Make your FIRM PROFILE even more meaningful by ENHANCING your listing. Add an optional profile of your firm, attorney/staff roster and website. The Directory includes a basic listing for all local firms in our database at no charge. You can provide directory readers with specifics regarding your firm’s areas of expertise at a fraction of the cost of a mere telephone book listing!

2017 DBA Pictorial Legal Directory

Photo of 2016 DBA LD Cover

Don’t let your face be missed in this year’s Legal Directory!

advertising opportunities

Don’t miss out on the opportunity to advertise in the “Go-To- Resource Guide” for the Dayton legal community! We have amazing advertising rates available and you will benefit from our newest feature offered to Directory advertisers at no additional cost. Along with being printed in the Directory each advertiser will also be listed on our website at www.daybar.org in the Attorney Resource Directory! Contact Shayla today for more information at: publications@daybar.org or 937.222.7902.


Take advantage of the following opportunities to have your photo taken professionally, at the DBA, by Julie Noeth of Walling Photography and to make sure your DBA photo for the upcoming Legal Directory is current.

Contact Lori to set up your session at 937.222.7902 or lluebben@daybar.org:

- March 27th Monday 7:30-5:00pm - March 28th Tuesday 7:30-2:00pm - March 29th Wednesday 11:00-4:45pm

March 2017 Dayton Bar Briefs



February 2017 Luncheon Recap

Abraham Lincoln at the Bar: Judge Langer’s Chancery Club Lecture


n this era of unusual presidential politics, several commentators have likened the controversies circling Donald Trump with the turbulence of Abraham Lincoln’s abbreviated presidency. As Americans, we revere President Lincoln for leading us through the abolition of slavery and the Civil War, and as lawyers, we know that Lincoln’s political career was prefaced by a lengthy and successful law practice. Some of us know that Lincoln’s nickname, “Honest Abe,” arose from his reputation as not only a skilled, but thoroughly honest and trustworthy, practicing lawyer. But, few of us have studied Lincoln’s legal career more extensively that Judge Dennis Langer who spoke to the Chancery Club on Friday, February 10, 2017, about Lincoln the lawyer. Born on February 12, 1809, Lincoln grew up on the western frontiers of Kentucky and Indiana. In his early twenties, he served as a captain in the Illinois Militia during the Black Hawk War. Upon his return from militia service in 1832, Lincoln served as the postmaster of New Salem, Illinois. After an unsuccessful bid to the Illinois General Assembly that fall, Lincoln, with encouragement from fellow militiaman, John T. Stuart, a Springfield attorney began self-study in the law. Over the next four years, Lincoln read the law voraciously, memorizing some of it by reciting it to himself. Those recitations occasionally left observers with some question about Lincoln’s sanity. Lincoln was admitted to the bar in 1836, and moved to Springfield to practice law with Stuart. By the fall of 1844, Lincoln had ended his partnership with Stuart, and had begun anew with William Herndon, but not before Lincoln had met and married, Stuart’s favorite cousin, Mary Todd. Between 1844 and 1859, Lincoln and Herndon had by all accounts a successful law practice. While Herndon did office work and legal research, Lincoln “rode the Eighth Circuit,” appearing in county courthouses throughout central Illinois, a geographic area roughly the size of Connecticut. Over his 23-year legal career, Lincoln handled more than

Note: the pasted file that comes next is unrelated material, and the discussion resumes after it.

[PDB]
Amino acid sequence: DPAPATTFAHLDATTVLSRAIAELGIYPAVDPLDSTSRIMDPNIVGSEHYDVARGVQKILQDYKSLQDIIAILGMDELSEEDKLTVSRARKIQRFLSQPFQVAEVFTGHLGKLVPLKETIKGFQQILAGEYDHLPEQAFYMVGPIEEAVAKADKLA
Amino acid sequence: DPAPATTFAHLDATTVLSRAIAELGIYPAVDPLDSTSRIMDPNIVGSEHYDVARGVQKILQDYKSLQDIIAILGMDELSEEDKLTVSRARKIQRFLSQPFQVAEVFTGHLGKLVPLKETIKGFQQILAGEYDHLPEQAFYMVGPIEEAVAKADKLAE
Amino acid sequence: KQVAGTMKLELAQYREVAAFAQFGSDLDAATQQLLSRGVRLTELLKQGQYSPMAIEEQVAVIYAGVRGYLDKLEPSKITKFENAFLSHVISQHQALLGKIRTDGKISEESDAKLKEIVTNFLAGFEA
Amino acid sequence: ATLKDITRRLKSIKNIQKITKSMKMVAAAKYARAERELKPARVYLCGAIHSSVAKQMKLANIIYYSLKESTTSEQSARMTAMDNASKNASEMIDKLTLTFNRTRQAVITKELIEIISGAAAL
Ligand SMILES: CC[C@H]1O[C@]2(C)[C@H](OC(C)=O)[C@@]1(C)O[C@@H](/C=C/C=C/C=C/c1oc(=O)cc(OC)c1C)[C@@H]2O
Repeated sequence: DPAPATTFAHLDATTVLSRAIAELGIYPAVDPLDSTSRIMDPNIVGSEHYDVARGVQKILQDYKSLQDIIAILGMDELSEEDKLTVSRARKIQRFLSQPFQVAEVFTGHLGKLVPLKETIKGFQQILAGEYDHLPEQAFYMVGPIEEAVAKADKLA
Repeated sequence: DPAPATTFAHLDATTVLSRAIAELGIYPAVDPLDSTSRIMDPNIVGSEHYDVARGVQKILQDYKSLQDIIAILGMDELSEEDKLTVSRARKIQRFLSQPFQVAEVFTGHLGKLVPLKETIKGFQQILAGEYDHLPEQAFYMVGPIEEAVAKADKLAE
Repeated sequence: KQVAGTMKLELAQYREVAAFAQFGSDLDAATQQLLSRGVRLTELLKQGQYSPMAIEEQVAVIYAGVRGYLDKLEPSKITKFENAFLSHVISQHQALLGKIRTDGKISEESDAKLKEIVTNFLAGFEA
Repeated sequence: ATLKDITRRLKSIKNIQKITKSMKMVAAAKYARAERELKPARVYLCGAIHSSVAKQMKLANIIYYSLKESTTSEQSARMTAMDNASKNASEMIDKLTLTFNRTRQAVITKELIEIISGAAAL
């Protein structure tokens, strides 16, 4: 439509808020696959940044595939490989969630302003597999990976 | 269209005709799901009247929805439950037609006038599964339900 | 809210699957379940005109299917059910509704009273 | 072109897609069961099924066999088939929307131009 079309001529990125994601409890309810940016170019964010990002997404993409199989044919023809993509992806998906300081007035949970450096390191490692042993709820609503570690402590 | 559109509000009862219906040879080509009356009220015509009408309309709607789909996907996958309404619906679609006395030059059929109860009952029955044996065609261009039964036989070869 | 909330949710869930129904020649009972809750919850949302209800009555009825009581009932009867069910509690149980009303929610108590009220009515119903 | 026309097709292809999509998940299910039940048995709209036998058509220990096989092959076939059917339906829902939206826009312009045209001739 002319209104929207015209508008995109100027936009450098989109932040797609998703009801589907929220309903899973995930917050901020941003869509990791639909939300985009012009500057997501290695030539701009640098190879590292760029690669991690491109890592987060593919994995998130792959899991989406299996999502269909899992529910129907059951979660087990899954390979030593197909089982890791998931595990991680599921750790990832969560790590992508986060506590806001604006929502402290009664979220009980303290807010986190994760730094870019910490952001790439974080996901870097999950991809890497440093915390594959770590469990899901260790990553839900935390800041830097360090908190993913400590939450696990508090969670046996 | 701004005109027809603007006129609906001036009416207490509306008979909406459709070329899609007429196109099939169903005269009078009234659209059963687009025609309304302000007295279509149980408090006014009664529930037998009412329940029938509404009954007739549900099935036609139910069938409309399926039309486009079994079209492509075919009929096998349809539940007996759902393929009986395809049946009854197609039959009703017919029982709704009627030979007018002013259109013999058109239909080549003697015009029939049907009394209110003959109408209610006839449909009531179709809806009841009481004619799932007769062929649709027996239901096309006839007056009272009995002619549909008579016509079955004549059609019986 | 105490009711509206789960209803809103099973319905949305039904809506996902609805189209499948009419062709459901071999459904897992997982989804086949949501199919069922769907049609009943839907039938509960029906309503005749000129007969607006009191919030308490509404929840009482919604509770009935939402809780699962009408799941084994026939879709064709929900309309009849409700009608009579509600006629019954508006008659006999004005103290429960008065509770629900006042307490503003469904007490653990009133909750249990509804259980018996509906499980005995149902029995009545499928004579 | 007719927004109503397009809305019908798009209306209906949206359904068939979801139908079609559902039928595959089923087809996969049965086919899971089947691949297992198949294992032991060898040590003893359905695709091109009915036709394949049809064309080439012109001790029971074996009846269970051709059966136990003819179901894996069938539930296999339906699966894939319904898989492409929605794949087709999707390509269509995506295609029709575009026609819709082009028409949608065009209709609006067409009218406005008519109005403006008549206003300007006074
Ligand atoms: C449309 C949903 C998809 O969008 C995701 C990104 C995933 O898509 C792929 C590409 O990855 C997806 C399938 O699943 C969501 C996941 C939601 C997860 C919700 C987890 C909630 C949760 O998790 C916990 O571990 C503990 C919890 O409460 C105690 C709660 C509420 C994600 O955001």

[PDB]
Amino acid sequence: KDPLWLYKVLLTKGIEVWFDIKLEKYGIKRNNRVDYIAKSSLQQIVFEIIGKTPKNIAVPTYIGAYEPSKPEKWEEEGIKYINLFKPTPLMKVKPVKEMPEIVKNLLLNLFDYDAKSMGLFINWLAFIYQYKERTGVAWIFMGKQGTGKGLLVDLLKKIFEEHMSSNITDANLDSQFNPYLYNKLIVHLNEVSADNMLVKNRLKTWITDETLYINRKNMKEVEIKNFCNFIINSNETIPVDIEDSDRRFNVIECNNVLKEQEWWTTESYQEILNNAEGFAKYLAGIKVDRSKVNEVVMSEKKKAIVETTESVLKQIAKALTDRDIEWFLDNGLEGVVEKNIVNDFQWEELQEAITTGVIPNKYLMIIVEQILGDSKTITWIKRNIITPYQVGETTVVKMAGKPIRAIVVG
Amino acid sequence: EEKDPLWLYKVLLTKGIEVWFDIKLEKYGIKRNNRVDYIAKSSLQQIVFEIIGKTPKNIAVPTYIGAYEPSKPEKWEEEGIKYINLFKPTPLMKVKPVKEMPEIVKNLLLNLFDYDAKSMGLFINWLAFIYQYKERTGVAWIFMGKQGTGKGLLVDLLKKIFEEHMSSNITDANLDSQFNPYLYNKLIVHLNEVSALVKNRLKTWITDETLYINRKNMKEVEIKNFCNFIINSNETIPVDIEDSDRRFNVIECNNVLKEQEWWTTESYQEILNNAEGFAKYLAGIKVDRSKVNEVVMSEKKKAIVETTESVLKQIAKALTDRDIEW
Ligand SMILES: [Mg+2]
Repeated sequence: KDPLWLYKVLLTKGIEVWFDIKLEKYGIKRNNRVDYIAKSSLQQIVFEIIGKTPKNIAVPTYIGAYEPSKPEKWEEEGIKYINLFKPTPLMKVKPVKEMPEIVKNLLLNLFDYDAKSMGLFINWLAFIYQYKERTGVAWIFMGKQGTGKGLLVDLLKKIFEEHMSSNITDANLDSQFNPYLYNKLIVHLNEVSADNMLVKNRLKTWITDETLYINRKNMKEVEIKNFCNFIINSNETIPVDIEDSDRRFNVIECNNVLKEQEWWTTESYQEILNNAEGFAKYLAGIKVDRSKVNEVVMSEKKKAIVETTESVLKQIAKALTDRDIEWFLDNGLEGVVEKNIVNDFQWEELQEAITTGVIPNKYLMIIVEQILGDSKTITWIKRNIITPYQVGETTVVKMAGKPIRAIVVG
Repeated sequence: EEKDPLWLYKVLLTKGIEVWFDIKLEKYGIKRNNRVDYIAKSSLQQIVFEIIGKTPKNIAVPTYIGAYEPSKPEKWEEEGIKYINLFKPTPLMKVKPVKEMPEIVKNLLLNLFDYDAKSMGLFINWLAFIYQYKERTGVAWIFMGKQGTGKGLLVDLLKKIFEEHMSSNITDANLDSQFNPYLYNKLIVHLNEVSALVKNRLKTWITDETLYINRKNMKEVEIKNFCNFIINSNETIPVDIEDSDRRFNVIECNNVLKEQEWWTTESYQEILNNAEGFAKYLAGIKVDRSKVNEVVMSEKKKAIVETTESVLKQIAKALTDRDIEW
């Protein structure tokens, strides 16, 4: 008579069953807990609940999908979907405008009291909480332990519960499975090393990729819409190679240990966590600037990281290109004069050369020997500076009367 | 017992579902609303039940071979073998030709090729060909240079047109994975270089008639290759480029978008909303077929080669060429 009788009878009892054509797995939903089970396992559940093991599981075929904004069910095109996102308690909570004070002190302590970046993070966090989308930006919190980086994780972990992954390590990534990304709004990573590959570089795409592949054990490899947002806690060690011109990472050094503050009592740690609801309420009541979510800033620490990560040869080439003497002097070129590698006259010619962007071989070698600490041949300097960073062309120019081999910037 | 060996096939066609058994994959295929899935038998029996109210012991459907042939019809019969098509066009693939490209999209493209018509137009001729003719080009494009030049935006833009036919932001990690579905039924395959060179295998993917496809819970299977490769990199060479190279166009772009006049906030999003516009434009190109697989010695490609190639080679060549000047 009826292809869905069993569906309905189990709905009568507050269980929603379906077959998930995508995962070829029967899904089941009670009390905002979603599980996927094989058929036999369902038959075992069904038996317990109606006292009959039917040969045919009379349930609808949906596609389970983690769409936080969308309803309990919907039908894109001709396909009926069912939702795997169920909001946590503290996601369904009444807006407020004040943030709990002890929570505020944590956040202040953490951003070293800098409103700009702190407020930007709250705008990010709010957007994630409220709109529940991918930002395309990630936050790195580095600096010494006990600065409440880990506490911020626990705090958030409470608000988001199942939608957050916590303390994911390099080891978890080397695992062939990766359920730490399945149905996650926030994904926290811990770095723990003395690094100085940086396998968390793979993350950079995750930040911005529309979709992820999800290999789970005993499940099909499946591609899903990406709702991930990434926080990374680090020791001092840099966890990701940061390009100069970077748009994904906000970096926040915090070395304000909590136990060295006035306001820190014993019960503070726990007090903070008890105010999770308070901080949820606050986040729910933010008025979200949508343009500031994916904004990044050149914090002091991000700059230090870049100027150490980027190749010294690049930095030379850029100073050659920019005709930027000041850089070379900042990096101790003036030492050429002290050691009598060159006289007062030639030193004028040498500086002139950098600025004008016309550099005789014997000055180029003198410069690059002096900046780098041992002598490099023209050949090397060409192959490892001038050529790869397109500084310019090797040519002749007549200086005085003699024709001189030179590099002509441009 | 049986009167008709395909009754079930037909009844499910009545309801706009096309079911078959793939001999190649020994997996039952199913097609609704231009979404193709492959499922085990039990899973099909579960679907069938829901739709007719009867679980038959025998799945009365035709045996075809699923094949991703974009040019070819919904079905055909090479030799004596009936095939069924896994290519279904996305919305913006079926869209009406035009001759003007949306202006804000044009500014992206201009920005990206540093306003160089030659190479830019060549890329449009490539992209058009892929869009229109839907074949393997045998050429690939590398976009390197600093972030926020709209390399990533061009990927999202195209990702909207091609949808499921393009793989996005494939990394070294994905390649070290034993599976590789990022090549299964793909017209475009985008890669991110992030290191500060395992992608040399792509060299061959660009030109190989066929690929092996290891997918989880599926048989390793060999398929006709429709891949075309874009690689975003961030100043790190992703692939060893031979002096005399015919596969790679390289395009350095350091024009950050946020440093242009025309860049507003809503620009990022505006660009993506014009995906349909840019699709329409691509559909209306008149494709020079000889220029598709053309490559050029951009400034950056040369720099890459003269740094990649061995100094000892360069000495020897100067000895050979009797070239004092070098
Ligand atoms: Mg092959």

Dayton Bar Briefs March 2017

The DBA wishes to thank the Eichelberger Foundation for their generosity in sponsoring these luncheons.